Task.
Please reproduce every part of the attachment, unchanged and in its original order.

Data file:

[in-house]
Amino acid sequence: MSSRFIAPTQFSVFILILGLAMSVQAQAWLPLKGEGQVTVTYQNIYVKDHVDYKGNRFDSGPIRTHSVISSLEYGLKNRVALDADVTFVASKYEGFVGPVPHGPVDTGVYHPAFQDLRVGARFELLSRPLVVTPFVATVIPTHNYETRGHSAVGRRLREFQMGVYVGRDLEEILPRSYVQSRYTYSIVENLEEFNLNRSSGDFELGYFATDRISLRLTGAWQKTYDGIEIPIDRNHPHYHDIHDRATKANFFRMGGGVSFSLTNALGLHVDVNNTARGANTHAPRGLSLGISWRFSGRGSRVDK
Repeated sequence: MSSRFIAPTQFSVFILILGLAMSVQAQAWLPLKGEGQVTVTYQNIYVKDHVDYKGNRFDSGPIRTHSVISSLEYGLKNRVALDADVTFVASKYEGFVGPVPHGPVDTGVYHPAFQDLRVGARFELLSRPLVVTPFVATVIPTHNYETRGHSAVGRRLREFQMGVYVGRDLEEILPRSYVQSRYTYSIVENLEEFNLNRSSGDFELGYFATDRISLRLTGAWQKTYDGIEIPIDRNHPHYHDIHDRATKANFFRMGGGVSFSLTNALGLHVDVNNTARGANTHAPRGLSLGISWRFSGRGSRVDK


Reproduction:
[in-house]
Amino acid sequence: MSSRFIAPTQFSVFILILGLAMSVQAQAWLPLKGEGQVTVTYQNIYVKDHVDYKGNRFDSGPIRTHSVISSLEYGLKNRVALDADVTFVASKYEGFVGPVPHGPVDTGVYHPAFQDLRVGARFELLSRPLVVTPFVATVIPTHNYETRGHSAVGRRLREFQMGVYVGRDLEEILPRSYVQSRYTYSIVENLEEFNLNRSSGDFELGYFATDRISLRLTGAWQKTYDGIEIPIDRNHPHYHDIHDRATKANFFRMGGGVSFSLTNALGLHVDVNNTARGANTHAPRGLSLGISWRFSGRGSRVDK
Repeated sequence: MSSRFIAPTQFSVFILILGLAMSVQAQAWLPLKGEGQVTVTYQNIYVKDHVDYKGNRFDSGPIRTHSVISSLEYGLKNRVALDADVTFVASKYEGFVGPVPHGPVDTGVYHPAFQDLRVGARFELLSRPLVVTPFVATVIPTHNYETRGHSAVGRRLREFQMGVYVGRDLEEILPRSYVQSRYTYSIVENLEEFNLNRSSGDFELGYFATDRISLRLTGAWQKTYDGIEIPIDRNHPHYHDIHDRATKANFFRMGGGVSFSLTNALGLHVDVNNTARGANTHAPRGLSLGISWRFSGRGSRVDK